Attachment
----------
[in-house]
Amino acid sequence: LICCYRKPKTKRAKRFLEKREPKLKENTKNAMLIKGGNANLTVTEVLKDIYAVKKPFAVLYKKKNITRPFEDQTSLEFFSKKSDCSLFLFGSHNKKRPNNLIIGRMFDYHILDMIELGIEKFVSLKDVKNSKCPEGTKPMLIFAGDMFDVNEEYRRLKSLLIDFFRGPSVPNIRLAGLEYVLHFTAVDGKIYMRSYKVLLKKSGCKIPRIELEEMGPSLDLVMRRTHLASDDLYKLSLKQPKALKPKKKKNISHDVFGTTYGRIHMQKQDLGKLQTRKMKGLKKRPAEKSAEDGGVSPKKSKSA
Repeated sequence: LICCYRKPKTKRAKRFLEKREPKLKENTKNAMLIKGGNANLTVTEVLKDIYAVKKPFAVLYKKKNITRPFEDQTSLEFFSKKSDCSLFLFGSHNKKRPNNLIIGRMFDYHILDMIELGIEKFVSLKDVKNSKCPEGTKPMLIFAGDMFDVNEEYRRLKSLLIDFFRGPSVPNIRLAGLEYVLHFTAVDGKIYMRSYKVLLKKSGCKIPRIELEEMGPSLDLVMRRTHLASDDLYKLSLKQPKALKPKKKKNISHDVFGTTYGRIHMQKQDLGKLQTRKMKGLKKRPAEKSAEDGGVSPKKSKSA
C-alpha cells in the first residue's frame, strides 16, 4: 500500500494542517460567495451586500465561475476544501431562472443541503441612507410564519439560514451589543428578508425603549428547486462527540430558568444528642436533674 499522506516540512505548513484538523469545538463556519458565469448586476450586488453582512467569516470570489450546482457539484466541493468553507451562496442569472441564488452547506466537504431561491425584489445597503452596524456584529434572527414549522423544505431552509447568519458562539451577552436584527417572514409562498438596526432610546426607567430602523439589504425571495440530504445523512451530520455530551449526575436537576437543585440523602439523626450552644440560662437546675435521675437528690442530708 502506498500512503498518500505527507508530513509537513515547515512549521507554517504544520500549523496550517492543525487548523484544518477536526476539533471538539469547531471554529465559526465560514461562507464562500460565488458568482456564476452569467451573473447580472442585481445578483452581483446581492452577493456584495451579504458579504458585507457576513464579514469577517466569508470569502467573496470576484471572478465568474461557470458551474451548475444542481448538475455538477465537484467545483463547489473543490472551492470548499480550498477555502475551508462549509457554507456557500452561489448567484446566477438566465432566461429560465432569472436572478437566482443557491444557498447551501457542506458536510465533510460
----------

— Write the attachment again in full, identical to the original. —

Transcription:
[in-house]
Amino acid sequence: LICCYRKPKTKRAKRFLEKREPKLKENTKNAMLIKGGNANLTVTEVLKDIYAVKKPFAVLYKKKNITRPFEDQTSLEFFSKKSDCSLFLFGSHNKKRPNNLIIGRMFDYHILDMIELGIEKFVSLKDVKNSKCPEGTKPMLIFAGDMFDVNEEYRRLKSLLIDFFRGPSVPNIRLAGLEYVLHFTAVDGKIYMRSYKVLLKKSGCKIPRIELEEMGPSLDLVMRRTHLASDDLYKLSLKQPKALKPKKKKNISHDVFGTTYGRIHMQKQDLGKLQTRKMKGLKKRPAEKSAEDGGVSPKKSKSA
Repeated sequence: LICCYRKPKTKRAKRFLEKREPKLKENTKNAMLIKGGNANLTVTEVLKDIYAVKKPFAVLYKKKNITRPFEDQTSLEFFSKKSDCSLFLFGSHNKKRPNNLIIGRMFDYHILDMIELGIEKFVSLKDVKNSKCPEGTKPMLIFAGDMFDVNEEYRRLKSLLIDFFRGPSVPNIRLAGLEYVLHFTAVDGKIYMRSYKVLLKKSGCKIPRIELEEMGPSLDLVMRRTHLASDDLYKLSLKQPKALKPKKKKNISHDVFGTTYGRIHMQKQDLGKLQTRKMKGLKKRPAEKSAEDGGVSPKKSKSA
C-alpha cells in the first residue's frame, strides 16, 4: 500500500494542517460567495451586500465561475476544501431562472443541503441612507410564519439560514451589543428578508425603549428547486462527540430558568444528642436533674 499522506516540512505548513484538523469545538463556519458565469448586476450586488453582512467569516470570489450546482457539484466541493468553507451562496442569472441564488452547506466537504431561491425584489445597503452596524456584529434572527414549522423544505431552509447568519458562539451577552436584527417572514409562498438596526432610546426607567430602523439589504425571495440530504445523512451530520455530551449526575436537576437543585440523602439523626450552644440560662437546675435521675437528690442530708 502506498500512503498518500505527507508530513509537513515547515512549521507554517504544520500549523496550517492543525487548523484544518477536526476539533471538539469547531471554529465559526465560514461562507464562500460565488458568482456564476452569467451573473447580472442585481445578483452581483446581492452577493456584495451579504458579504458585507457576513464579514469577517466569508470569502467573496470576484471572478465568474461557470458551474451548475444542481448538475455538477465537484467545483463547489473543490472551492470548499480550498477555502475551508462549509457554507456557500452561489448567484446566477438566465432566461429560465432569472436572478437566482443557491444557498447551501457542506458536510465533510460